If peanut butter is your jam, be on the lookout for some recalls this week. Last Friday, Trader Joe’s made headlines when it announced a voluntary recall of its Salted Valencia Peanut Butter on suspicioun of it containing a rare strain of salmonella.
Since then, Trader Joe’s peanut butter producer, Sunland Inc., has followed suit after several people were reported sick.
The company recalled all of the nut-based spreads it sells to other companies, including Target’s Archer Farms and Earth Balance.
The nut butter recall initially included only peanut and almond butter, but was extended to include cashew butter, tahini, and roasted blanched peanut products manufactured between May 1, 2012 and September 24, 2012.
As reported by the NPR’s ‘The Salt,’ the recall was initiated after Sunland learned that 29 people were reported having the illness Salmonella Bredeny PFGE in approximately 18 states. Those states included Washington, California, Arizona, Texas, Louisiana, Missouri, Illinois, Minnesota, Michigan, Pennsylvania, Massachusetts, New York, Rhode Island, North Carolina, Virginia, Connecticut, New Jersey and Maryland, according to a report issued by the Centers for Disease Control and Prevention. (more…)
UDATED August 23, 2012: The U.S. Food and Drug Administration has identified the southern Indiana farm responsible for producing the cantaloupes linked to the deadly salmonella outbreak that has reportedly infected 178 people in 21 states. Chamberlain Farms of Owensville has been named as one potential source for the outbreak that has killed two people and hospitalized 62 more, according to the Centers for Disease Control and Prevention. As a result, the farm has voluntarily recalled its melons, although the FDA nor the farm have released any information regarding the cause of the contamination.
Another product recall has happened, so be on the look out for fruit you may have purchased on July 15 or later. The U.S. Food and Drug Administration has issued a warning to consumers to avoid eating whole cantaloupes from Burch Equipment LLC, of Faison, North Carolina, because of possible contamination with Listeria monocytogenes (L. mono).
What You Need to Know
The company shipped 580 cases of whole cantaloupes on July 15 that were delivered to retail stores in New York, Maine, and possibly other states. If you have a cantaloupe with a red label and the words “Burch Farms” and referencing PLU #4319, discard it immediately.
The cantaloupes tested positive for L. mono during sampling carried out in New York by the USDA Microbiological Data Program. Following the positive result, on July 28, Burch Equipment issued a voluntary recall of 580 cases of cantaloupes. As of yet, no illnesses have been reported that would be linked to the cantaloupes. (more…)
We have a lot of drama surrounding our food more so now than ever before. The news is littered with talk of pink slime, GMOs, organic, hormone-free, and local. And this is just the start of all the details we get caught up in regarding what we eat.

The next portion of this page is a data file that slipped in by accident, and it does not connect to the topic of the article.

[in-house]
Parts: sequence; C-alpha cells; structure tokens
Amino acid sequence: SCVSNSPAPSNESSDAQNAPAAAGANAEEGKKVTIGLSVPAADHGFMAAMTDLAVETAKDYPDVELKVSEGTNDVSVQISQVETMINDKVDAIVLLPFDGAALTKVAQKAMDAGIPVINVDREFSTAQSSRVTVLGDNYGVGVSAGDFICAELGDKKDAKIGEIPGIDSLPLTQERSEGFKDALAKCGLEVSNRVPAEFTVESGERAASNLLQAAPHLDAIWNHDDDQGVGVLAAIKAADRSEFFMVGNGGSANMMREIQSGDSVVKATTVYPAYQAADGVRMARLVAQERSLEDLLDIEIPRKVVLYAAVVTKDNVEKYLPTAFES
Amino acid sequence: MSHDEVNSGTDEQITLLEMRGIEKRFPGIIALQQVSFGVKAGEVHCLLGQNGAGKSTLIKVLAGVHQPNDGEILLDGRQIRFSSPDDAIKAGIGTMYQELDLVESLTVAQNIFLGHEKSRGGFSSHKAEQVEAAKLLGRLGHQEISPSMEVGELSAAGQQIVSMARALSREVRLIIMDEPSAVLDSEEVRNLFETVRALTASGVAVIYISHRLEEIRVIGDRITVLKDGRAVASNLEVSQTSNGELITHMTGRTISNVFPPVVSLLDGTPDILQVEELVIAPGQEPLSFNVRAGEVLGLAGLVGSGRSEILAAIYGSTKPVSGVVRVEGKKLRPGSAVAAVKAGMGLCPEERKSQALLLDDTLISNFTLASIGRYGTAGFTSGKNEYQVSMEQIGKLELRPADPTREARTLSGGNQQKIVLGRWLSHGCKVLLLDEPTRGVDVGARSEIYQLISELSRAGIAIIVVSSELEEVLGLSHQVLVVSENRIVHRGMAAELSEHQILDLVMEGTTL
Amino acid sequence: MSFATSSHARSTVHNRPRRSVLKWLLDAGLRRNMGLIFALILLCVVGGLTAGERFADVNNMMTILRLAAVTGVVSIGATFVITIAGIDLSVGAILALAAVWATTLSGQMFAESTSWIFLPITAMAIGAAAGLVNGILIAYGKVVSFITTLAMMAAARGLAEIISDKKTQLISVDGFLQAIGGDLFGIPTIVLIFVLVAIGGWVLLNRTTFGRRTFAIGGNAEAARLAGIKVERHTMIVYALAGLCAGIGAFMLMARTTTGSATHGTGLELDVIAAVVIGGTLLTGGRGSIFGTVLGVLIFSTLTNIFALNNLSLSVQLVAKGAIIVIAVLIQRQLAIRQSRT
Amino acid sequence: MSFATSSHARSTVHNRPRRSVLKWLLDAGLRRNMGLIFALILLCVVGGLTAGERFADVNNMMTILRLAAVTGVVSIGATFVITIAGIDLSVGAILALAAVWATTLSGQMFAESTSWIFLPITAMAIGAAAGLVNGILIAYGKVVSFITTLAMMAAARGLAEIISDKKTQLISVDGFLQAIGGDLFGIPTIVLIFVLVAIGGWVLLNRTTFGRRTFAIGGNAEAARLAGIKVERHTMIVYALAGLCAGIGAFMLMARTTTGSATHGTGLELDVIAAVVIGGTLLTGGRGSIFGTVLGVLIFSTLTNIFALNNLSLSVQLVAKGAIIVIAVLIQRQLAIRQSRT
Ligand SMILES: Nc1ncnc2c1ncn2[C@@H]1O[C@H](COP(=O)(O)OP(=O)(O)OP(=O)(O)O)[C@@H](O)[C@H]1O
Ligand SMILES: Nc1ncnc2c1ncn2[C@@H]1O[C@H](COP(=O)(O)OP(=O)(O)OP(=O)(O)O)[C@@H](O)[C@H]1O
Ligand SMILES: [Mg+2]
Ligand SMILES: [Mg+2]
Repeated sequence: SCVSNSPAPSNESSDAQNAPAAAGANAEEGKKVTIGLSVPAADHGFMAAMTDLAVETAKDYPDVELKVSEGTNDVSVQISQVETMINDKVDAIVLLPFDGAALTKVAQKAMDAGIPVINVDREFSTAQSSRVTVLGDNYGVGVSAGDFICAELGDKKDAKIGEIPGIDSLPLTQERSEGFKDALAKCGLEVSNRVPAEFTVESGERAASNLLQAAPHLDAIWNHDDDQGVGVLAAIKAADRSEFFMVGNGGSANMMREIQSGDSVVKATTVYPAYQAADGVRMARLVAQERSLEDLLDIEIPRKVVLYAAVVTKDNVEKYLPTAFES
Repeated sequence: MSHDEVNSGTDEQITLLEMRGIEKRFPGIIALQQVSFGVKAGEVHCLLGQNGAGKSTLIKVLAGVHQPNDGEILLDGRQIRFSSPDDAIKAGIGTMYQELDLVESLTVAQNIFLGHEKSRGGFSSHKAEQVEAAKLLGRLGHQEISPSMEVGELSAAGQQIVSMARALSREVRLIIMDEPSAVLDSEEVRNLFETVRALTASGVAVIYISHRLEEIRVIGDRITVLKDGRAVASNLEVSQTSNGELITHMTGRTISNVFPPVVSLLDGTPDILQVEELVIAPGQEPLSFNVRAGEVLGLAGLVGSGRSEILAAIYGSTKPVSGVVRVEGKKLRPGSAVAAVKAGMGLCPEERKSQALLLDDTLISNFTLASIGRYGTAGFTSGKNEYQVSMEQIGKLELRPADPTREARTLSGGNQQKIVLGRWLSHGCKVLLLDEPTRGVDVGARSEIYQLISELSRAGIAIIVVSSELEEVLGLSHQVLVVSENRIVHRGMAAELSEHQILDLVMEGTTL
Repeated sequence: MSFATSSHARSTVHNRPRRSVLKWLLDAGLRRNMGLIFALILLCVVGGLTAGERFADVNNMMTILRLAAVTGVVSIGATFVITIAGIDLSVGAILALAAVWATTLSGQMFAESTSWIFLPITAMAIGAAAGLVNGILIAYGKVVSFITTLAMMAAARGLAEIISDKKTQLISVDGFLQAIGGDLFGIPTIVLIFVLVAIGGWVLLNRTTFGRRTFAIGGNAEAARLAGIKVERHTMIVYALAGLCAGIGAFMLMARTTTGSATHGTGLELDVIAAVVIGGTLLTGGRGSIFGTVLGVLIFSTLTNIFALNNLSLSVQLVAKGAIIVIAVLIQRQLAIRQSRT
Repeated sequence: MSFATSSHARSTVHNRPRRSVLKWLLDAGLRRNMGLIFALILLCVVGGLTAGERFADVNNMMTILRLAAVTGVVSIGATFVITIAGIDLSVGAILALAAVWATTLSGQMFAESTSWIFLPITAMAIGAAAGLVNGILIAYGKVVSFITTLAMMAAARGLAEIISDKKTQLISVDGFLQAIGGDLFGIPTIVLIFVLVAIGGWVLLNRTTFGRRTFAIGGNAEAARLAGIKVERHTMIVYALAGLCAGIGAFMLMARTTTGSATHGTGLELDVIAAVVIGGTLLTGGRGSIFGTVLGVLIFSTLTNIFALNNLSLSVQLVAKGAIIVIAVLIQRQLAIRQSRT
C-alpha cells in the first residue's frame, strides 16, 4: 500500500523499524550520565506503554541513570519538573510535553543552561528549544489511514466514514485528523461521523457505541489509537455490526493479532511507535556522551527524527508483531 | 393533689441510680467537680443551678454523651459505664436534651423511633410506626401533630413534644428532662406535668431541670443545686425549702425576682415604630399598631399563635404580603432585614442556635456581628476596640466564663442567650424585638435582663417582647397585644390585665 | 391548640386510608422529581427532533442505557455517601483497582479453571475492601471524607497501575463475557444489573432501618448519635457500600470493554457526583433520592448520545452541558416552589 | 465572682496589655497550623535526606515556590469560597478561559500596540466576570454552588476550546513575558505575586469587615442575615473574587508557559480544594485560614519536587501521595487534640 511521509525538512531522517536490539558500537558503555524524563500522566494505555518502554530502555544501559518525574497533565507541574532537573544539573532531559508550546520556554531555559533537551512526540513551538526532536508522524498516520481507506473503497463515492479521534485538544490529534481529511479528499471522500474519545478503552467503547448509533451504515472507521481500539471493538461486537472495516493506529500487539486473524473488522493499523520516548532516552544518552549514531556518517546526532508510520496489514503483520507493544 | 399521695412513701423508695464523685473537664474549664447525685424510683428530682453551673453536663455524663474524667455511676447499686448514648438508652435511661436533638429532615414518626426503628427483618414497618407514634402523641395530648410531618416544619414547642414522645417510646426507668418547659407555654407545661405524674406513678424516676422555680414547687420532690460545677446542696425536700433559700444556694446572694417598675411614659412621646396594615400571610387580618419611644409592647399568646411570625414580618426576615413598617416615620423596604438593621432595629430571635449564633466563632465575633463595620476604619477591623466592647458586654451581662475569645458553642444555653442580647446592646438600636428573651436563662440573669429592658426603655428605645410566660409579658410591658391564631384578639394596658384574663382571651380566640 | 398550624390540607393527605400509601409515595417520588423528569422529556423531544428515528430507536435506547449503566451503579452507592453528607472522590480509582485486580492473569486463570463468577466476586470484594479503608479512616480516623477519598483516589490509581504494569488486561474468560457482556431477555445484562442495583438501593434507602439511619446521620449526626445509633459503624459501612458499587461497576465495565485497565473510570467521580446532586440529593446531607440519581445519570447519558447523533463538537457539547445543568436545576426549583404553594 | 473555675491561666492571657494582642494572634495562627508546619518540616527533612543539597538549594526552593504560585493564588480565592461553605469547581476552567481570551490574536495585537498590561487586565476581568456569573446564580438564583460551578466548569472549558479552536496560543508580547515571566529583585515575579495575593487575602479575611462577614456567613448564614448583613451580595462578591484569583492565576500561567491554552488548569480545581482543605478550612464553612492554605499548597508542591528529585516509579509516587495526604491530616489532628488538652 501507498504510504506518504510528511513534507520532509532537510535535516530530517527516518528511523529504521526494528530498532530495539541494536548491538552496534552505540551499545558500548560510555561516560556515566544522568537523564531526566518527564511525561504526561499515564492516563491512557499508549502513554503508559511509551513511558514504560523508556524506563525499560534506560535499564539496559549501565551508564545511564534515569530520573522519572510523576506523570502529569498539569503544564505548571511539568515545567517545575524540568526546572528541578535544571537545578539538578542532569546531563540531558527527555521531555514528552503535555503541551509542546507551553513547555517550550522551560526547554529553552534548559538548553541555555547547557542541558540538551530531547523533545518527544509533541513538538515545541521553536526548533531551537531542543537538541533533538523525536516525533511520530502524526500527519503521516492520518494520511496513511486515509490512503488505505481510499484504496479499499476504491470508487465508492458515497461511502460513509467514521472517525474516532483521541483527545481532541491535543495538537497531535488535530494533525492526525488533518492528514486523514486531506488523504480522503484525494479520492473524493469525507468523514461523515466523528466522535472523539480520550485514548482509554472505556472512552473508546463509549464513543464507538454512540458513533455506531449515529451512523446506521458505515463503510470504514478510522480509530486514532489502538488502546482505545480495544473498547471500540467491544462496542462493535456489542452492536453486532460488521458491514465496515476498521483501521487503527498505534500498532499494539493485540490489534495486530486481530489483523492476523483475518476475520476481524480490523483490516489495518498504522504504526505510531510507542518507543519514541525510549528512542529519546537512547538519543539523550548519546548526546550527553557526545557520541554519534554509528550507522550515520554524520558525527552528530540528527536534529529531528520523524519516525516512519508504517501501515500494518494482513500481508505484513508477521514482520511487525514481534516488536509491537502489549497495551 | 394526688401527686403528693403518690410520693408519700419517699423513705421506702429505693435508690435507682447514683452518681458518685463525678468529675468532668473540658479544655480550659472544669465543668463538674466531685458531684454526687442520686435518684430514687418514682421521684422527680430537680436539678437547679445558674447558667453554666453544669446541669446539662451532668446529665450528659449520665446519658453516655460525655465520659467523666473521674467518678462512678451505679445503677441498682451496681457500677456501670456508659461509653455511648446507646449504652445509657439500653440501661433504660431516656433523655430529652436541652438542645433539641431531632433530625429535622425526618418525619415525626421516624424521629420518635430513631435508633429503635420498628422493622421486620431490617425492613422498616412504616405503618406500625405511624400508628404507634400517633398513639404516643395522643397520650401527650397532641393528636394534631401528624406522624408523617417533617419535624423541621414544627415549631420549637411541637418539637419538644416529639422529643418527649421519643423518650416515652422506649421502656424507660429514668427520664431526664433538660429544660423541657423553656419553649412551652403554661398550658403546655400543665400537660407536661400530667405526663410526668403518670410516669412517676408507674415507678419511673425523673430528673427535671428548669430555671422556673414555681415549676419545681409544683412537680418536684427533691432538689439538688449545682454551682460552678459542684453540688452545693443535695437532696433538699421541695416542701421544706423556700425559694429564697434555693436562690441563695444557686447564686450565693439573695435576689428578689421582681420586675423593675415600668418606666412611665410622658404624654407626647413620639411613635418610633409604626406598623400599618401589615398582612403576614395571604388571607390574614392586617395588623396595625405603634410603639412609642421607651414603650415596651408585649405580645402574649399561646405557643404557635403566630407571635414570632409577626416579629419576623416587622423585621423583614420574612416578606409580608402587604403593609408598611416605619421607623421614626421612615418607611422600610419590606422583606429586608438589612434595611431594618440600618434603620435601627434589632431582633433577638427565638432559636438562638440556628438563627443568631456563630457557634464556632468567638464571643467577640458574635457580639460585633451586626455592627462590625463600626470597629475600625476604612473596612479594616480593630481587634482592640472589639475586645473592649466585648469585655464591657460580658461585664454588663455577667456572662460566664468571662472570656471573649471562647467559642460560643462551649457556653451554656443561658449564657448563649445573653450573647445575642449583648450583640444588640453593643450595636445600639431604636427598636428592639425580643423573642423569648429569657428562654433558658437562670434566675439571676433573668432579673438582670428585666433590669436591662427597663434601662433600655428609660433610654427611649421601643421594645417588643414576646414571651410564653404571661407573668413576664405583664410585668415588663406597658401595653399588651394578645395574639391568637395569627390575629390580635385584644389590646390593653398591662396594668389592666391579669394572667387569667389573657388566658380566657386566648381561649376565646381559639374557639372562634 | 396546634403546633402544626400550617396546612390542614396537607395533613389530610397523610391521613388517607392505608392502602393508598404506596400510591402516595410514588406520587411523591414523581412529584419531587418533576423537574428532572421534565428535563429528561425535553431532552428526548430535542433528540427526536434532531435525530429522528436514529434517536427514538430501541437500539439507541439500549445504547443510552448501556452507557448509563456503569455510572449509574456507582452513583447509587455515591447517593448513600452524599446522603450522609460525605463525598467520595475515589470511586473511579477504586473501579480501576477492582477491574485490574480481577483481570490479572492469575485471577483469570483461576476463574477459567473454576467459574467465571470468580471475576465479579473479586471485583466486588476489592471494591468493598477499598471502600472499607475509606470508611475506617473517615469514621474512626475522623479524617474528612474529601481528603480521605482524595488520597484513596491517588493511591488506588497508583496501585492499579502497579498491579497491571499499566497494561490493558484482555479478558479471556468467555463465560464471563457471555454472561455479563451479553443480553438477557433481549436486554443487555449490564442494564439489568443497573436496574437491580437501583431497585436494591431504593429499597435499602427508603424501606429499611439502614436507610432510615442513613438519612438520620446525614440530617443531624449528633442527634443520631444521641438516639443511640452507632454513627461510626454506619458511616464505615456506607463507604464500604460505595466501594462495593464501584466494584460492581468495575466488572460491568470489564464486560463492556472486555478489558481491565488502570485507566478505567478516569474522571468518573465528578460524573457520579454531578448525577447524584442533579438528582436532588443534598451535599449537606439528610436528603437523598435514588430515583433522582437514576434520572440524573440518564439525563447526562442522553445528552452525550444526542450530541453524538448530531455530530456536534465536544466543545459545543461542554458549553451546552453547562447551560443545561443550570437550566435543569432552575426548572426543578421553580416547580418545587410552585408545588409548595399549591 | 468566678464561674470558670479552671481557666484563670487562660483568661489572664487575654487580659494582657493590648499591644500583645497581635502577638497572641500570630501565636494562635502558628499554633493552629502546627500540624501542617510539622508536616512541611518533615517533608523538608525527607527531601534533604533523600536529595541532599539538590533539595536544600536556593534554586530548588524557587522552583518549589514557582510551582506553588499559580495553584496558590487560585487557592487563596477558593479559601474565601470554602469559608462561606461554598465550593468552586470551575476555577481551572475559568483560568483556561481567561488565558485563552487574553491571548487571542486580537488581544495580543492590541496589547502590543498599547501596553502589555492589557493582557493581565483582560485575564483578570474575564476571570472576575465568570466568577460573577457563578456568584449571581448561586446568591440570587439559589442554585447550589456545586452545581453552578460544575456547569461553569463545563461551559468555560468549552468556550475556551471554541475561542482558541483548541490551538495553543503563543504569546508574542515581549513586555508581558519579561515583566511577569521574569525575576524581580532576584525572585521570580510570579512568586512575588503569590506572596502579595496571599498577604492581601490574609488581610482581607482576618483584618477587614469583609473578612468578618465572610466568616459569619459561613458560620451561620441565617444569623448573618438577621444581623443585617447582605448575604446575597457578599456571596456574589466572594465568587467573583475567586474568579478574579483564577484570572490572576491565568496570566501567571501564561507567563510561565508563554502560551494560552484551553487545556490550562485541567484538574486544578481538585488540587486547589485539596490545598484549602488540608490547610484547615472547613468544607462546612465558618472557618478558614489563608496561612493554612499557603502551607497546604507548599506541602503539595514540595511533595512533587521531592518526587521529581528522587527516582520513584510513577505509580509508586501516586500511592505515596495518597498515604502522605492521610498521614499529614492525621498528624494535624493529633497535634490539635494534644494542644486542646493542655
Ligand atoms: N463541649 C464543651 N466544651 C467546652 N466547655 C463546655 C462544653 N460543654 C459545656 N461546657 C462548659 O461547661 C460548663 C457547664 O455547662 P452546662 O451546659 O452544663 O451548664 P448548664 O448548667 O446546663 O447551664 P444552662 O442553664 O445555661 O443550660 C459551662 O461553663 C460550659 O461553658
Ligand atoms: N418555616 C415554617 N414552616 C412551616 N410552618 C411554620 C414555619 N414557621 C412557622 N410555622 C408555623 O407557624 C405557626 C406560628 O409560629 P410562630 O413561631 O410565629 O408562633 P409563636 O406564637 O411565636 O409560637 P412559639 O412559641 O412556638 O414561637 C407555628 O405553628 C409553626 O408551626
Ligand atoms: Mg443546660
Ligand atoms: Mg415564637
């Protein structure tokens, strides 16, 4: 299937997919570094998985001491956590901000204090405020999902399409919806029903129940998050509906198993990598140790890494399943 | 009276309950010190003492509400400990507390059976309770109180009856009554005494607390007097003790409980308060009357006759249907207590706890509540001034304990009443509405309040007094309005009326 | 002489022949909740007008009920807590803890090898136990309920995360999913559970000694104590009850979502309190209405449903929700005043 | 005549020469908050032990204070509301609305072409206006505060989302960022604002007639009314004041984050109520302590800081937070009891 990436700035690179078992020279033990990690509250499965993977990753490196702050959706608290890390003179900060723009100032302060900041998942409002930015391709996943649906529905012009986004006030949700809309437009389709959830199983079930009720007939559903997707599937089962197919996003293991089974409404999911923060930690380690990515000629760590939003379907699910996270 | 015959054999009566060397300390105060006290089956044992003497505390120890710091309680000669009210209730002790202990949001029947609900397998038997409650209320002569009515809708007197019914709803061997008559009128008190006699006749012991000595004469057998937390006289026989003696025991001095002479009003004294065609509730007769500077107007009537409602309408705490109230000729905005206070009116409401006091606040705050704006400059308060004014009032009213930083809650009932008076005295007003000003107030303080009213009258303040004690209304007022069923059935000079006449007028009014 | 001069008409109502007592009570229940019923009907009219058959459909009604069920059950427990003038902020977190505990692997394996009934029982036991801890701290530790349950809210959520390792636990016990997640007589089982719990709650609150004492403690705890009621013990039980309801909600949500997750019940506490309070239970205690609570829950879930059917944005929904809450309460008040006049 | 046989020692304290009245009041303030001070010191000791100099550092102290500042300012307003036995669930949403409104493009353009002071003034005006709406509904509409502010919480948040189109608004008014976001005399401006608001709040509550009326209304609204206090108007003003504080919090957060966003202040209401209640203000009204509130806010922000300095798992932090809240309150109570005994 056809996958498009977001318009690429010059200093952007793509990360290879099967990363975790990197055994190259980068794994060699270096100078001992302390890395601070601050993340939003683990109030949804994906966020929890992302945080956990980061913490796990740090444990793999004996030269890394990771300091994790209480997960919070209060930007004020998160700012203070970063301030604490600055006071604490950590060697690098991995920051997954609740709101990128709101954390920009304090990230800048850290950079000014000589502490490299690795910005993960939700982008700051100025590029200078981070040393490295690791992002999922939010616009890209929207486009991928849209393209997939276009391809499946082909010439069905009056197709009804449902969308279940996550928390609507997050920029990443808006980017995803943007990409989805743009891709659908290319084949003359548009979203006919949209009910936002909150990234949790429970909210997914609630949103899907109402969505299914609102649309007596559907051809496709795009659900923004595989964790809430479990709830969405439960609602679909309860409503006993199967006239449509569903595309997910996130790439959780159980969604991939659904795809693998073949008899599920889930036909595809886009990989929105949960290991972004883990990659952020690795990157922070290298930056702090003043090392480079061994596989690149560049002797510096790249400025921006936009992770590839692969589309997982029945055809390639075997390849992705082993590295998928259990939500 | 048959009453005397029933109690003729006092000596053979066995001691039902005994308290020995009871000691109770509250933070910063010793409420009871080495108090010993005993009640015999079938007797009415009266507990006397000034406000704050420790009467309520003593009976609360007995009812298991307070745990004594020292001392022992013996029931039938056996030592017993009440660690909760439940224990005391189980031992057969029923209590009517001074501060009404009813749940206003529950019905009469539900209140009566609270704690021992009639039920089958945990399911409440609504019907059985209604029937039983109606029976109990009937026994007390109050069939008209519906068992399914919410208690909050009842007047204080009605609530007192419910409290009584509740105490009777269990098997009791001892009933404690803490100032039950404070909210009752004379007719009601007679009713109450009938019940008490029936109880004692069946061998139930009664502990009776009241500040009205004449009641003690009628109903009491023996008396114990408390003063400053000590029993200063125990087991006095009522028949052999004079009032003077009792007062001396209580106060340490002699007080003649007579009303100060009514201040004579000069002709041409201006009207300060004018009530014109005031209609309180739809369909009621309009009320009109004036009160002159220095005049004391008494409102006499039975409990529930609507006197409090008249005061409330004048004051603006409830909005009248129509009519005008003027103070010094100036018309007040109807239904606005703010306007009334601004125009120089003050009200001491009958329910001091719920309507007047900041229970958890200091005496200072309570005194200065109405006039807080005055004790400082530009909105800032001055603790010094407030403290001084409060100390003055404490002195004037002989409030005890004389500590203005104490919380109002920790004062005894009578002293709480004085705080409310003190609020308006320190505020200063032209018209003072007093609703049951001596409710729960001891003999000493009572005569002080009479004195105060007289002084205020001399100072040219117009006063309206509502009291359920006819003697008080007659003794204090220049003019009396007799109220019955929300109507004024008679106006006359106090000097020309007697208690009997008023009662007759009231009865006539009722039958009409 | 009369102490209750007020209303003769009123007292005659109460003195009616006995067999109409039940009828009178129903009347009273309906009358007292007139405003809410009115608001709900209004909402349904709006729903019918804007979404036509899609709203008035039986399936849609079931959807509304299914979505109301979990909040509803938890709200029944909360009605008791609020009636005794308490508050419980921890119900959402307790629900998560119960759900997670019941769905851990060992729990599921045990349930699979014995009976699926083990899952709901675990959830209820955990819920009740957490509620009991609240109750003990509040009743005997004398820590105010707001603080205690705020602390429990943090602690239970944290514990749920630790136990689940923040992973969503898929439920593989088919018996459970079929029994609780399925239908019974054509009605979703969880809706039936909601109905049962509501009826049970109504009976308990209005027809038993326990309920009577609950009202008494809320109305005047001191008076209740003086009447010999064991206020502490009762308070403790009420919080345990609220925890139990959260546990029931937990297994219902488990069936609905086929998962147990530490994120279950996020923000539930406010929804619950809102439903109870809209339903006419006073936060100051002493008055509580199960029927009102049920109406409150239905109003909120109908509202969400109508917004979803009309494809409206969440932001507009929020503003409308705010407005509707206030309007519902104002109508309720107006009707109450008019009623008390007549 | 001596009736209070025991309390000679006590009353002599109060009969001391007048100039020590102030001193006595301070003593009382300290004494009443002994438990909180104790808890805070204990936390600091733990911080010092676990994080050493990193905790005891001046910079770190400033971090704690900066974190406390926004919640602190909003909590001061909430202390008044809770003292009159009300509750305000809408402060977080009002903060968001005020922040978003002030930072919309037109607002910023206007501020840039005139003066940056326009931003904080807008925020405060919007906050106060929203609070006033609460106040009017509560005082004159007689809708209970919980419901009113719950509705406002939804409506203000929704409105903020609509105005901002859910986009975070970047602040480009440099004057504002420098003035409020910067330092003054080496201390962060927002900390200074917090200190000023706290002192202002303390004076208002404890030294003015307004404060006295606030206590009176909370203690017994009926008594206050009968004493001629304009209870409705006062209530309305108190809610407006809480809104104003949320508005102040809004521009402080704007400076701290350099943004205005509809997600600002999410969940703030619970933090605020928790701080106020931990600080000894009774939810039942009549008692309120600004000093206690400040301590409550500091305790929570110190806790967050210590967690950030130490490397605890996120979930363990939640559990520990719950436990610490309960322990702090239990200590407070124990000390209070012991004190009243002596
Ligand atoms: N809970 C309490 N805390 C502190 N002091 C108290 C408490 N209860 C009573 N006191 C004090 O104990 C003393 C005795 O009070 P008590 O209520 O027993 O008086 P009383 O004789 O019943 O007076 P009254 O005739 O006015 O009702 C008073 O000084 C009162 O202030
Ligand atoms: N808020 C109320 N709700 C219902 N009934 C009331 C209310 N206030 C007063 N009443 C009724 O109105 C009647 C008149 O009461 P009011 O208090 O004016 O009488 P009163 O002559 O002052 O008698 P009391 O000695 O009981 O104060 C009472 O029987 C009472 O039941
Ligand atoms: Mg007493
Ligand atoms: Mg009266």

While these are serious issues to consider, a little perspective makes me happy that these are my most common food concerns. In China, people deal with so many issues of contamination and unsanitary cooking conditions that they have gone so far as to raise McDonald’s on a pedestal. In fact, the Chinese see McDonald’s as a trusted, safe and healthy food option.
Shaun Rein is the founder of China Market Research, and recently spoke to NPR about this perspective contrast. In America, McDonald’s really gets a bad rap. We blame them on contributing to childhood and adult obesity. We accuse them of using highly processed “nearly meat” products. All around, Americans tend to believe McDonald’s is unhealthy. But that’s not the case in China; not at all. The Chinese trust the American and Western brands far more than their own and feel that they are safest. (more…)
Cargill Beef Solutions announced a recall of nearly 30,000 pounds of fresh ground beef. The beef came from a Pennsylvania plant and is being recalled due to potential salmonella contamination.
The beef was sold to wholesalers in 14 pound packages and eventually repackaged by stores into smaller containers with new labels. All potentially dangerous packages should still bear the establishment number “EST. 9400” and a use-by date of May 25. If consumers still have this beef, it’s assumed it is frozen in their freezers as the expiration date has long past for fresh meat.
This information can all be found in the news release from the U.S. Department of Agriculture’s Food Safety Inspection Service (FSIS). The release comes after the government has connected five cases of illness to the same strain of salmonella found in the Cargill beef. Other cases are being investigated as well to determine if the illnesses are related to the beef. (more…)
The U.S. Department of Agriculture announced over the weekend a recall of nearly 325,000 pounds of frozen, ready-to-eat meat products manufactured by Buona Vita Inc. because of a possible listeria contamination. Listeria bacteria can cause listeriosis, a potentially fatal bacterial infection.
Buona Vita Inc., based out of New Jersey, makes precooked, frozen Italian food products. Products affected include meatballs, dinner loafs, salisbury patties, breakfast patties, and burger patties made with chicken, pork, beef, and turkey.
Brand names included in the recall are: